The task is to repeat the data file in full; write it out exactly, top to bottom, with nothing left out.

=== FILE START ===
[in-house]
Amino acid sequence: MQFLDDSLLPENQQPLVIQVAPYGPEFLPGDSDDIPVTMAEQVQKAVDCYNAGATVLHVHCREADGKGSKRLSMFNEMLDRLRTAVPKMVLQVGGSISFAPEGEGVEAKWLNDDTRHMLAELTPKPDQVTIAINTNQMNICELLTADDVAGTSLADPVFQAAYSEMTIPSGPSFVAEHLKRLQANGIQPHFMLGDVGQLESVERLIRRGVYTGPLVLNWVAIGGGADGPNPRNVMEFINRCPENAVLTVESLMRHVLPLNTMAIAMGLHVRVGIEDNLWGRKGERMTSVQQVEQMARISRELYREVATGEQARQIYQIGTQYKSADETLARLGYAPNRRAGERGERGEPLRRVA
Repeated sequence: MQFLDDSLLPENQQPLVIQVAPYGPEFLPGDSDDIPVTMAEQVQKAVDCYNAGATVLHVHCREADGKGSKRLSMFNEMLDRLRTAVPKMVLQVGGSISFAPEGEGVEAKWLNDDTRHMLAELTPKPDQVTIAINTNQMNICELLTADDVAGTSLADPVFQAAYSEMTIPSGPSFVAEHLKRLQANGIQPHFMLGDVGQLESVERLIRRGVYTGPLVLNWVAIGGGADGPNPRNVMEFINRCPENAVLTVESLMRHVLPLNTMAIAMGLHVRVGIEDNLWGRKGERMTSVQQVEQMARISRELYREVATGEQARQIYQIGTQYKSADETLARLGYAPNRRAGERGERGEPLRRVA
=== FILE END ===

[in-house]
Amino acid sequence: MQFLDDSLLPENQQPLVIQVAPYGPEFLPGDSDDIPVTMAEQVQKAVDCYNAGATVLHVHCREADGKGSKRLSMFNEMLDRLRTAVPKMVLQVGGSISFAPEGEGVEAKWLNDDTRHMLAELTPKPDQVTIAINTNQMNICELLTADDVAGTSLADPVFQAAYSEMTIPSGPSFVAEHLKRLQANGIQPHFMLGDVGQLESVERLIRRGVYTGPLVLNWVAIGGGADGPNPRNVMEFINRCPENAVLTVESLMRHVLPLNTMAIAMGLHVRVGIEDNLWGRKGERMTSVQQVEQMARISRELYREVATGEQARQIYQIGTQYKSADETLARLGYAPNRRAGERGERGEPLRRVA
Repeated sequence: MQFLDDSLLPENQQPLVIQVAPYGPEFLPGDSDDIPVTMAEQVQKAVDCYNAGATVLHVHCREADGKGSKRLSMFNEMLDRLRTAVPKMVLQVGGSISFAPEGEGVEAKWLNDDTRHMLAELTPKPDQVTIAINTNQMNICELLTADDVAGTSLADPVFQAAYSEMTIPSGPSFVAEHLKRLQANGIQPHFMLGDVGQLESVERLIRRGVYTGPLVLNWVAIGGGADGPNPRNVMEFINRCPENAVLTVESLMRHVLPLNTMAIAMGLHVRVGIEDNLWGRKGERMTSVQQVEQMARISRELYREVATGEQARQIYQIGTQYKSADETLARLGYAPNRRAGERGERGEPLRRVA